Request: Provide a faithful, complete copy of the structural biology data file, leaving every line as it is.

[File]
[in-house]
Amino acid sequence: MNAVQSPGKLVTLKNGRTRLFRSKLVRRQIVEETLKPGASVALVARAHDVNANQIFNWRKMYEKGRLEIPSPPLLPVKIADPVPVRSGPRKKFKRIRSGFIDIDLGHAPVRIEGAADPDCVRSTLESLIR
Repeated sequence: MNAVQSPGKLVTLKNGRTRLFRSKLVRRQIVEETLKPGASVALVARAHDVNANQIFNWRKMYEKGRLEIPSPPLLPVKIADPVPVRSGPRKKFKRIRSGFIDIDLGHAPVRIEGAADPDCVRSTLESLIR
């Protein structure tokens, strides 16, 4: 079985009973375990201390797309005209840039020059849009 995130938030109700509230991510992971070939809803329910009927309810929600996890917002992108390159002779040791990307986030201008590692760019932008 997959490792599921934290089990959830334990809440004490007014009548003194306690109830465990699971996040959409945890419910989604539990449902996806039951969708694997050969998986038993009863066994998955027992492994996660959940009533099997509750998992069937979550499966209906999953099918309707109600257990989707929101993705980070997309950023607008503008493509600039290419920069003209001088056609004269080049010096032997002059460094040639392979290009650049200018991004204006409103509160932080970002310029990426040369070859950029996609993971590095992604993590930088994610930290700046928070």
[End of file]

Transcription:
[in-house]
Amino acid sequence: MNAVQSPGKLVTLKNGRTRLFRSKLVRRQIVEETLKPGASVALVARAHDVNANQIFNWRKMYEKGRLEIPSPPLLPVKIADPVPVRSGPRKKFKRIRSGFIDIDLGHAPVRIEGAADPDCVRSTLESLIR
Repeated sequence: MNAVQSPGKLVTLKNGRTRLFRSKLVRRQIVEETLKPGASVALVARAHDVNANQIFNWRKMYEKGRLEIPSPPLLPVKIADPVPVRSGPRKKFKRIRSGFIDIDLGHAPVRIEGAADPDCVRSTLESLIR
């Protein structure tokens, strides 16, 4: 079985009973375990201390797309005209840039020059849009 995130938030109700509230991510992971070939809803329910009927309810929600996890917002992108390159002779040791990307986030201008590692760019932008 997959490792599921934290089990959830334990809440004490007014009548003194306690109830465990699971996040959409945890419910989604539990449902996806039951969708694997050969998986038993009863066994998955027992492994996660959940009533099997509750998992069937979550499966209906999953099918309707109600257990989707929101993705980070997309950023607008503008493509600039290419920069003209001088056609004269080049010096032997002059460094040639392979290009650049200018991004204006409103509160932080970002310029990426040369070859950029996609993971590095992604993590930088994610930290700046928070």